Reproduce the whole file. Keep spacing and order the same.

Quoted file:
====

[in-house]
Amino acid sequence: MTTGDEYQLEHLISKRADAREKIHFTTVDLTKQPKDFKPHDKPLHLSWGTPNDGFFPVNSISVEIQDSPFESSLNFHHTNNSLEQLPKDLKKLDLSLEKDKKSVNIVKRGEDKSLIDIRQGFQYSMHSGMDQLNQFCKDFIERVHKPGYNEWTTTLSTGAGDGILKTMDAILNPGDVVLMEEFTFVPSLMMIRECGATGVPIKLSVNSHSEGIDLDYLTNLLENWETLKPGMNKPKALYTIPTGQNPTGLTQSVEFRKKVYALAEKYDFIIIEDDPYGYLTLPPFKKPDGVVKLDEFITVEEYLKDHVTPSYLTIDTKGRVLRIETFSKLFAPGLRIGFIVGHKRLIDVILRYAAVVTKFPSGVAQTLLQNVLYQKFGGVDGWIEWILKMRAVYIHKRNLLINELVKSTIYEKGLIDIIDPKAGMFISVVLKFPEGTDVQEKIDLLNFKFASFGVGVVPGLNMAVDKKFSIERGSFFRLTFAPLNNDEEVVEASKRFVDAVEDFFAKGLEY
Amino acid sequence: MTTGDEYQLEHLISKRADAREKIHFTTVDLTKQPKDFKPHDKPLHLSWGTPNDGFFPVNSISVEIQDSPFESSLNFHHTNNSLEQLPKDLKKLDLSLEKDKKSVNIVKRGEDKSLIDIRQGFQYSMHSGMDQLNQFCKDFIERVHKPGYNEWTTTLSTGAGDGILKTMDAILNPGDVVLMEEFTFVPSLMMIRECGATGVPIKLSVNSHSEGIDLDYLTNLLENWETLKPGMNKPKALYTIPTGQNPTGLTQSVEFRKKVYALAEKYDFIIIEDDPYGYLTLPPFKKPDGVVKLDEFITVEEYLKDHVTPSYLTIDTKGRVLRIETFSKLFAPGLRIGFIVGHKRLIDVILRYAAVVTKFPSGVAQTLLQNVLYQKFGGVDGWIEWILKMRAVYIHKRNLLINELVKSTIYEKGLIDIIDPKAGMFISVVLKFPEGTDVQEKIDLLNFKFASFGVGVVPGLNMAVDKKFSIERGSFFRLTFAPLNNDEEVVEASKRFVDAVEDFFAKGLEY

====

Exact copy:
[in-house]
Amino acid sequence: MTTGDEYQLEHLISKRADAREKIHFTTVDLTKQPKDFKPHDKPLHLSWGTPNDGFFPVNSISVEIQDSPFESSLNFHHTNNSLEQLPKDLKKLDLSLEKDKKSVNIVKRGEDKSLIDIRQGFQYSMHSGMDQLNQFCKDFIERVHKPGYNEWTTTLSTGAGDGILKTMDAILNPGDVVLMEEFTFVPSLMMIRECGATGVPIKLSVNSHSEGIDLDYLTNLLENWETLKPGMNKPKALYTIPTGQNPTGLTQSVEFRKKVYALAEKYDFIIIEDDPYGYLTLPPFKKPDGVVKLDEFITVEEYLKDHVTPSYLTIDTKGRVLRIETFSKLFAPGLRIGFIVGHKRLIDVILRYAAVVTKFPSGVAQTLLQNVLYQKFGGVDGWIEWILKMRAVYIHKRNLLINELVKSTIYEKGLIDIIDPKAGMFISVVLKFPEGTDVQEKIDLLNFKFASFGVGVVPGLNMAVDKKFSIERGSFFRLTFAPLNNDEEVVEASKRFVDAVEDFFAKGLEY
Amino acid sequence: MTTGDEYQLEHLISKRADAREKIHFTTVDLTKQPKDFKPHDKPLHLSWGTPNDGFFPVNSISVEIQDSPFESSLNFHHTNNSLEQLPKDLKKLDLSLEKDKKSVNIVKRGEDKSLIDIRQGFQYSMHSGMDQLNQFCKDFIERVHKPGYNEWTTTLSTGAGDGILKTMDAILNPGDVVLMEEFTFVPSLMMIRECGATGVPIKLSVNSHSEGIDLDYLTNLLENWETLKPGMNKPKALYTIPTGQNPTGLTQSVEFRKKVYALAEKYDFIIIEDDPYGYLTLPPFKKPDGVVKLDEFITVEEYLKDHVTPSYLTIDTKGRVLRIETFSKLFAPGLRIGFIVGHKRLIDVILRYAAVVTKFPSGVAQTLLQNVLYQKFGGVDGWIEWILKMRAVYIHKRNLLINELVKSTIYEKGLIDIIDPKAGMFISVVLKFPEGTDVQEKIDLLNFKFASFGVGVVPGLNMAVDKKFSIERGSFFRLTFAPLNNDEEVVEASKRFVDAVEDFFAKGLEY